• Outlining how schools can accelerate the progress of novice teachers
  • How can workload be managed to ensure novice teachers thrive
  • The importance of mentoring to support novice teachers and their pupils to thrive

Reuben Moore, Executive Director for Programme Development, Teach First (CONFIRMED)


Case Study: Delivering Outstanding Teacher Training Across the North East

  • Working in partnership with 40 secondary schools and 13 primary schools across the North East to deliver high quality teacher training
  • Outlining what makes North East Partnership SCITT the top training provider in the country and resulted in an Ofsted rating of ‘Outstanding’, such as tailoring training programmes to meet the needs of the host school and trainees
  • Working in collaboration with Northumbria University, an Outstanding ITT provider, to train students to high standards, ensuring that all trainees complete the course as good or outstanding
  • Offering all trainees the opportunity to teach in a second subject area, which broadens their skills and increases employability
  • Providing exceptionally strong support mechanisms, such as a subject mentor and professional mentor for all pupils, alongside a link teacher from the core SCITT team and discussing how best to resource this to minimise costs and staff time

Helen Ostell, Programme Leader, North East Partnership SCITT (CONFIRMED)


Case Study: Taking a Regional Approach to Increasing Teacher Supply

  • Examining the Partnerships for Attainment programme, a collaborative project delivered in partnership between all ITE providers in the region to develop innovative approaches to regional recruitment and retention
  • Considering what messages are given to new recruits to the profession and how these can be adapted to make teaching a more attractive profession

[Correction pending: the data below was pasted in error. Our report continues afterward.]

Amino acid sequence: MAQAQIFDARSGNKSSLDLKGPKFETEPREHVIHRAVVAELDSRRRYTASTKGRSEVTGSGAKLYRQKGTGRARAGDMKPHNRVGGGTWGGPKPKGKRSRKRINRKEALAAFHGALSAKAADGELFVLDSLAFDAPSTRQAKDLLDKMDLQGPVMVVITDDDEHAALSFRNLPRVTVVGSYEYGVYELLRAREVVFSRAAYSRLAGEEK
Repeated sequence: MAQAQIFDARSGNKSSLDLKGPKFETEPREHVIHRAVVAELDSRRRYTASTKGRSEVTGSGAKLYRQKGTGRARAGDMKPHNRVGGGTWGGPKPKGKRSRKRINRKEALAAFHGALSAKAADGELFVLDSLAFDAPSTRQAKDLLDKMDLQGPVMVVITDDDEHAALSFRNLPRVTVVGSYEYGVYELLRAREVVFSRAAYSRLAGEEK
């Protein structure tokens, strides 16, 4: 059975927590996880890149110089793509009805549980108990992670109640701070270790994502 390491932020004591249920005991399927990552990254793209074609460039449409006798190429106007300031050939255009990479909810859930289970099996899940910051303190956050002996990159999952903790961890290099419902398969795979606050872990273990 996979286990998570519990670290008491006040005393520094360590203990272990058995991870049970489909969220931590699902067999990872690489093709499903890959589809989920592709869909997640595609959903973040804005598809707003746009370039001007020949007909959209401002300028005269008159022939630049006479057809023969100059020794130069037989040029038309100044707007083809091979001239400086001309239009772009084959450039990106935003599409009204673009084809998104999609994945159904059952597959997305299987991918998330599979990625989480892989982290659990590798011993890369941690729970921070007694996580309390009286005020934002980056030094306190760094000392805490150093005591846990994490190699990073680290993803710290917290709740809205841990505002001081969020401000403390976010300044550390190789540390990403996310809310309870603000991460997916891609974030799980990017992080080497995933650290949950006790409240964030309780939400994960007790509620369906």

• Discussing how retention is the key to recruitment and the layers of support needed for teachers at each stage of their career
  • Gaining an insight into the work being carried out in partnership with Doncaster Opportunity Area to improve recruitment and retention

Sue O’Brien, Partnerships for Attainment Lead, South Yorkshire Futures and Principal Lecturer, Sheffield Hallam University (CONFIRMED)


Questions and Answers Session


Lunch and Networking


Afternoon Keynote: England’s Teacher Supply Challenge - How can we retain more teachers?

  • Outlining the retention and recruitment crisis: rising pupil numbers, increasing numbers of teachers leaving the profession and a failure to meet recruitment targets
  • Discussing the causes and nature of the recruitment and retention challenge
  • Sharing findings from NFER research that examine new strategies and approaches to tackle the retention challenge

Jude Hillary, Head of Centre for Policy and Practice Research Development, National Foundation for Educational Research (NFER) (CONFIRMED)


Special Keynote: Driving Recruitment and Retention Through Teaching Apprenticeships

  • Sharing an update on the implementation of teaching apprenticeships: challenges, results and next steps
  • Examining the different routes into teacher recruitment and how they can be utilised effectively to meet recruitment targets
  • Outlining how new postgraduate apprenticeships can not only improve the supply of teachers, but can also improve quality within schools by delivering talented graduates with extensive experience
  • Considering how schools can enhance their recruitment process, for example by maintaining contact with former pupils to promote the possibility of returning as a teacher
  • Discussing the additional route of teaching apprenticeships and the impact of apprenticeship trailblazers, such as Surrey South Farnham SCITT, on apprenticeship standards

Senior Representative, South Farnham School Education Trust (CONFIRMED)


Case Study: Delivering Outstanding Teacher Training in Higher Education in Collaboration with Schools

  • Considering the role of universities in the changing landscape for teacher training, with more school-led training and increasing partnerships, and how HEIs need to adapt to this
  • Providing an outstanding training programme which meets trainee’s needs, meets the needs of host schools and makes a significant contribution to local and national skills gaps for subject-specific teachers
  • Outlining how high-quality training can improve teacher retention in the long term, such as how teaching effective behavioural management techniques can result in a more positive learning environment for both teachers and pupils
  • Highlighting the importance of establishing close relationships with partnership schools, including providing regular forums for school leaders to share best practice amongst each other
  • Providing comprehensive, high-quality support to NQTs as former trainees, to support them in their early careers

Amanda Nuttall, Associate Principal Lecturer, Institute of Childhood and Education, Leeds Trinity University (CONFIRMED)